Two and a half hours is no where near a sufficient amount of time to see enough of the Met, but it turned out to be the perfect amount of time to see the Late 19th & Early 20th Century European Painting Wing, with just enough time left over for a panicked phone call with my credit card company, and a harried cycle around the gift shop (I say this frequently but it bears repeating, as it was one of the best things my dad ever said: Every good cultural experience must end in a retail experience.”). I’m like a moth to a flame when it comes to Impressionist paintings, or rather a heat-seeking missile. Get out of my way, arms and armory. Move it, musical instruments. Modern art? Girl bye. I need to visit my old lovers: Claude, Pierre-Auguste, and Vincent. The Met did not disappoint. The last time I visited was over four years ago, and there were so many treasures to discover this time that I practically floated around the galleries, like something out of a dream. When I saw this Monet, I actually burst into tears. I circled the rooms over and over, finding new things to delight over, or swoon over, every time, stopping every so often to scribble something down in my notebook: the dark, beady eyes Manet seemed to favor painting, or how nothing stays still in a van Gogh.
I could’ve spent days there.
How’s this for a humblebrag: I was across the room and noticed a pair of still lifes on an opposite wall, lush flowers in low bowls, dark, near muddy backgrounds, and thought, “Those look like Fantin-Latour.” I walked over to get a closer looks, and they were. My dad would have been so proud of me.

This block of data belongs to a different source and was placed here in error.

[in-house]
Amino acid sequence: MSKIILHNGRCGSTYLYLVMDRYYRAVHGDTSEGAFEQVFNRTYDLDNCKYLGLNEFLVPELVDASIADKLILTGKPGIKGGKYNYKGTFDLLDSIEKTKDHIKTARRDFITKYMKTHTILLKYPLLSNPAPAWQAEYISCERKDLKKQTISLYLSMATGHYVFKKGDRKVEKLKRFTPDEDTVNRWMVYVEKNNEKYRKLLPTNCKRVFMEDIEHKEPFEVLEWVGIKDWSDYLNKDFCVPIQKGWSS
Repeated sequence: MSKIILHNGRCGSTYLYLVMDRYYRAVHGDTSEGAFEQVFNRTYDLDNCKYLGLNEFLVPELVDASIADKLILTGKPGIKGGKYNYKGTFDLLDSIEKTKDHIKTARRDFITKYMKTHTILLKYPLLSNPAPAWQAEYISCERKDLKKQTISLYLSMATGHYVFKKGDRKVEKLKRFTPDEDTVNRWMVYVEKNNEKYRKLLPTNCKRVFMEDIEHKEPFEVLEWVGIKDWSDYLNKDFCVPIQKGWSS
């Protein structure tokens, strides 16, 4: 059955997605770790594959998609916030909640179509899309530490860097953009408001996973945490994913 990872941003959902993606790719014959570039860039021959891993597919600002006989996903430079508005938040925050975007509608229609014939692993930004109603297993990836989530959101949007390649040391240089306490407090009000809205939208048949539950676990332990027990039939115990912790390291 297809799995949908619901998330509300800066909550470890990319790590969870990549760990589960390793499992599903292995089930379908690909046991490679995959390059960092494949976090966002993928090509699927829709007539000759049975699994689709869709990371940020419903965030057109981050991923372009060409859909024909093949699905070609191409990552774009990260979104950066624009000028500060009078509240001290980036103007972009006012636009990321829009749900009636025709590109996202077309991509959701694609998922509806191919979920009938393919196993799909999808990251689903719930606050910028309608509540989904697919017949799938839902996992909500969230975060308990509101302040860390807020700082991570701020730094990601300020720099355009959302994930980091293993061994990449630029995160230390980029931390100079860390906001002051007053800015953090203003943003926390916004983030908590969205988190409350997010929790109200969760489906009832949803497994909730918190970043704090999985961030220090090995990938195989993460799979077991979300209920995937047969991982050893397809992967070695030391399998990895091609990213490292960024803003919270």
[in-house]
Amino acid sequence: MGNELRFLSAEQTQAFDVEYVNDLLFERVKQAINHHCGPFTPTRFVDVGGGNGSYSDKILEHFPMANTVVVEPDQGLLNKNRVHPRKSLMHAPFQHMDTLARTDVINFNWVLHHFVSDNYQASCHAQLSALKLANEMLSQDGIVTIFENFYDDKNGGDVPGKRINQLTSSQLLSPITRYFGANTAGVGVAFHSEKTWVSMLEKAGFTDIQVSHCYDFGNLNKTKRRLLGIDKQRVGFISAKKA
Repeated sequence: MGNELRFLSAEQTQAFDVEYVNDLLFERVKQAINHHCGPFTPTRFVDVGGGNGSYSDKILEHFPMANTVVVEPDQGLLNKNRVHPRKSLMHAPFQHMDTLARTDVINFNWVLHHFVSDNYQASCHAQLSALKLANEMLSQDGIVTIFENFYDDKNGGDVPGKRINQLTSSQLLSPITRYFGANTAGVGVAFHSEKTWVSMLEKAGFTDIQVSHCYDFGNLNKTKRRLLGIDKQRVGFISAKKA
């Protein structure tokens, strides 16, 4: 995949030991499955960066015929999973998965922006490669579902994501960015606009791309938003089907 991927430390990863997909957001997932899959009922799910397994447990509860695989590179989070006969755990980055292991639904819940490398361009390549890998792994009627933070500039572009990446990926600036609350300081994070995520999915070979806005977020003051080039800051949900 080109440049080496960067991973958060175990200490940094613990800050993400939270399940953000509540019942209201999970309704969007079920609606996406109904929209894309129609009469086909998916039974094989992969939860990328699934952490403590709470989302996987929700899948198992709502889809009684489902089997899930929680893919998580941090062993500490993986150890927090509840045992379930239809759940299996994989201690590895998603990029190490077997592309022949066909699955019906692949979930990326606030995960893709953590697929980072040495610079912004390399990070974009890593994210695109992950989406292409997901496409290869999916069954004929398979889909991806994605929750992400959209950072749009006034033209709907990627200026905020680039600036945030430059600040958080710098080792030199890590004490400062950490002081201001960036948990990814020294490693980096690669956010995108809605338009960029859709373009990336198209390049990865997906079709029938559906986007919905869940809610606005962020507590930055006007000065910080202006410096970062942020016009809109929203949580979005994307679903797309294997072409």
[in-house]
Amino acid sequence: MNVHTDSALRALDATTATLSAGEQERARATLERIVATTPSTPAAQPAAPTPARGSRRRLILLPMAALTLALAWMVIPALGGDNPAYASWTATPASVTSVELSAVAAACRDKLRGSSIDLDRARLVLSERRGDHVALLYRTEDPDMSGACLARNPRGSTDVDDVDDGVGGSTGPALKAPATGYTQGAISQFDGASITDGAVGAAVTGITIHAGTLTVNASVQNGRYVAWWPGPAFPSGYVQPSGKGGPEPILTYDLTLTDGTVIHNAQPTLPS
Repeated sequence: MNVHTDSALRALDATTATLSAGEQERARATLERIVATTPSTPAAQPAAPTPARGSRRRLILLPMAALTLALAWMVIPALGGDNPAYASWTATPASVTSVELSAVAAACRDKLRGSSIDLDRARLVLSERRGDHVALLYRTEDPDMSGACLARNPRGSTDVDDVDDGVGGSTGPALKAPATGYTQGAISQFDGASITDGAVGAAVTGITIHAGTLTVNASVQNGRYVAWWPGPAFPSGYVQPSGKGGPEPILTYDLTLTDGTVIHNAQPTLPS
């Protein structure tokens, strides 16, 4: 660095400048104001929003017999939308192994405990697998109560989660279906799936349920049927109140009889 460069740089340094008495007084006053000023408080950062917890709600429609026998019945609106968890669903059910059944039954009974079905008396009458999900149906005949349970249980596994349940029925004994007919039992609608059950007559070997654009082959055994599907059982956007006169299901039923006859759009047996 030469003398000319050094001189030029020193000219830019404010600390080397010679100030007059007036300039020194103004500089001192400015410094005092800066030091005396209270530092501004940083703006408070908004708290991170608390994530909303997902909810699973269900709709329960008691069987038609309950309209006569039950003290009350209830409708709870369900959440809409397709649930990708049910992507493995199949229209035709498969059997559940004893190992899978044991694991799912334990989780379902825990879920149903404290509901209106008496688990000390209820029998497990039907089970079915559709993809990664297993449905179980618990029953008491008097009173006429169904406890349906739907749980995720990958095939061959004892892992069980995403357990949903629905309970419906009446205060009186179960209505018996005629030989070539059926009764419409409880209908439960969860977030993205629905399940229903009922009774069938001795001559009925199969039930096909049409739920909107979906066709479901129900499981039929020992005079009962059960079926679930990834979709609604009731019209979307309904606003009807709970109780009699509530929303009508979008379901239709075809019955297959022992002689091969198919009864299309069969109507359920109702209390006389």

This might be a slightly controversial suggestion, but you shouldn’t pay the recommended $25 admission rate. Now, I consider myself an enthusiastic museum supporter and patron; museums are my happy place. I have a membership to both the Philadelphia Museum of Art and the Louvre (the latter, it’s worth pointing out, has an annual membership fee of around $15 more than the Met suggests you pay for one visit). The $25 admission fee is a wildly inflated, noncompulsory rate that was actually the subject of a lawsuit back in 2013. An 1893 New York State Law mandates that “the public should be admitted [to the museum] for free at least five days and two evenings per week.” The Met is a non-profit organization, receives free rent from the city, pays no income tax, and has a $2.58 billion (with a ‘B’) investment portfolio. Admission fees only cover 11% of the museum’s operating budget. And still, armed with all of this knowledge yet still happy to pay $10 for my visit, the person working the ticket window threw the most severe shade at me for not ponying up the full, recommended $25. The judge in the 2013 lawsuit ruled that visitors could pay “at least a penny” for entry, snarky sir.